Dir.: Jan Komasa; Cast: Maciej Musialowski, Gabi Krasucka, Danuta Stenka, Jacek Koman, Agata Kulesza, Adam Grandowski, Maciej Stuhr, Piotr Biedrom; Poland 2020, 135 min.
Polish director Jan Komasa (here teaming up with again with his script writer Mateusz Pacewicz from Corpus Christi fame), goes from strength to strength, his latest outing Hater, a blend of sexual and party politics, went on to win this year’s Best International Narrative Feature Award at Tribeca.
It follows Tomasz (a strong Maciej Musialowski) who has just been sent down from his Law studies for plagiarism, and is licking his wounds in the company of God parents Robert (Koman) and Zofia (Stenka) and their daughter Gabi (Aleksander) in their plush Warsaw flat. Leaving his mobile behind on purpose so he can eavesdrop on their negative comments about him, he is left deflated. Their relationship goes back a long way, the Krasuckas and Tomasz’ family often holidayed together, and the young man has always carried a candle for Gabi, who is already involved, and has dropped out of university due to drug problems.
Tomasz is hungry for affection from the Krasuckas, but also hell bent on revenge. He joins the social media agency run by the devious Beata Santorska (Kulesza), and soon he is on the staff of liberal politician Pawel Rudnicki (Stuhr), who is running for mayor, Krasucka family are among his main followers. Tomasz wins Rudnicki’s trust, the young man ‘thanking’ him by luring the seemingly bi-sexual candidate into an LGTB club. But the scandal doesn’t impact negatively on Rudnicki. Then Tomasz goes for broke, arranging a march by Rudnicki’s supporters next to a “White Power” demonstration. Failing again, he uses his last ace, Stephan ‘Guzek’ (Grandowski), a mentally impaired right-wing weapons addict. The ensuing bloodbath is nothing compared with the brilliant twist at the end.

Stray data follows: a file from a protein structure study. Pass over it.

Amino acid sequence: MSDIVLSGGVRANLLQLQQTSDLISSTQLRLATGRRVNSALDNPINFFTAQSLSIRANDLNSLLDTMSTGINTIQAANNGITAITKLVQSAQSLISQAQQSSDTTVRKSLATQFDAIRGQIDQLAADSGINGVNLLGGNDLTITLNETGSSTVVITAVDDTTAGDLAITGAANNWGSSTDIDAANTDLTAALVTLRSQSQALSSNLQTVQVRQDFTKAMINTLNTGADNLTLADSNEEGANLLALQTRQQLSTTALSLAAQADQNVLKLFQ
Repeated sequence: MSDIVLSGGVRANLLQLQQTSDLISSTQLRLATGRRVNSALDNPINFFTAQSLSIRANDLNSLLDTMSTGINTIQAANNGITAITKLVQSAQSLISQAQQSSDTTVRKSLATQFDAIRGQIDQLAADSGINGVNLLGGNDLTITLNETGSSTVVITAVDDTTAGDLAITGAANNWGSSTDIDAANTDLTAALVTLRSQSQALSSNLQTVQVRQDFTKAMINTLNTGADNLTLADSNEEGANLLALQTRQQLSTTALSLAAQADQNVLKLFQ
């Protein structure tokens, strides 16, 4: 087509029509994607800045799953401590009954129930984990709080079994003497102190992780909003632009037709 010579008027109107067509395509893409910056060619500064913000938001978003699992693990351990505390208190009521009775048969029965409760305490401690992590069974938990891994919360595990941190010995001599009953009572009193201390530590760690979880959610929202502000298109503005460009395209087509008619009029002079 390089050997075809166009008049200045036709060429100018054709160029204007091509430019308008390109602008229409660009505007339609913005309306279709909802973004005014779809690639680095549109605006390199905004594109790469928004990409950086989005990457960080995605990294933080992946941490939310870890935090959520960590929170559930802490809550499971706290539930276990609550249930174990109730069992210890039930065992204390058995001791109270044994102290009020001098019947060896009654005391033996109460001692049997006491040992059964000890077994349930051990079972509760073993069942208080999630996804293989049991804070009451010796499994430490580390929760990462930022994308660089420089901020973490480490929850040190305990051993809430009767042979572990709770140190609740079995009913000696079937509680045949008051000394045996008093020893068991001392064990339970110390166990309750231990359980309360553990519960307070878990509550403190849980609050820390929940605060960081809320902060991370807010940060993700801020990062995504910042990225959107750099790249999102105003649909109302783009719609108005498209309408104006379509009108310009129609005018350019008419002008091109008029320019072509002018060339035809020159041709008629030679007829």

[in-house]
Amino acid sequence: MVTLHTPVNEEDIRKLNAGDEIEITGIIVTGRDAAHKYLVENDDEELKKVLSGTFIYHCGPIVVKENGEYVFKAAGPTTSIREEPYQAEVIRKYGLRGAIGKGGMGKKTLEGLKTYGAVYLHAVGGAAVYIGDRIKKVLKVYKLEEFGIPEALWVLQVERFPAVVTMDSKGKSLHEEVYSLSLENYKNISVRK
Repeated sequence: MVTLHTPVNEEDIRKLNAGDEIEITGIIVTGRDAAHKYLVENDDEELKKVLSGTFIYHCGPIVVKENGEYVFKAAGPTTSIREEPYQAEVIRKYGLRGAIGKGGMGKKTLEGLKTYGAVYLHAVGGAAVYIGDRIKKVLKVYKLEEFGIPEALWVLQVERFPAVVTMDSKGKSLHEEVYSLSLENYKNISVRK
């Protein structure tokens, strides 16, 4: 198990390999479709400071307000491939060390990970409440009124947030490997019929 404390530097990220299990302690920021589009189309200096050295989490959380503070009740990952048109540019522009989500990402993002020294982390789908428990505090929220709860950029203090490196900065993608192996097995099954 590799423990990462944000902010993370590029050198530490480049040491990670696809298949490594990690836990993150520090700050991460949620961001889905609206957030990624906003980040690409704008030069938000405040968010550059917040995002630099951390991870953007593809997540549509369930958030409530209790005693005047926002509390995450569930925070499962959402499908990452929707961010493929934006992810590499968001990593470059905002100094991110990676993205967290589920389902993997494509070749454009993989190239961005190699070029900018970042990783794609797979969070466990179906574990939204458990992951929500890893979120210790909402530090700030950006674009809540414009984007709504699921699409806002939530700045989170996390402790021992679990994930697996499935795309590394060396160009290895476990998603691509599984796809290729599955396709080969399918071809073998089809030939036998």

Tomasz is a baby-faced psychopath who does everything to undermine the Krasuckas, but still is desperate for Gabi’s love. There is a world of difference between Tomasz’ behaviour at work (where he cruelly dismisses his former boss Kamil, having overtaken him in usefulness for Beata), and his miserable home life. Tomasz is almost reduced to tears when Gabi leaves with her new boyfriend for New York. Komasa shows how social media can become the last resort for the frustrated, masochistic loser, desperate for revenge and needy of love. DoP Radek Ladczuk’s hard-edged images leave nothing to the imagination: Kieslowski would have been proud of his soulless city where superficial consumerism and racist hatred has replaced the drabness of Stalinism. AS
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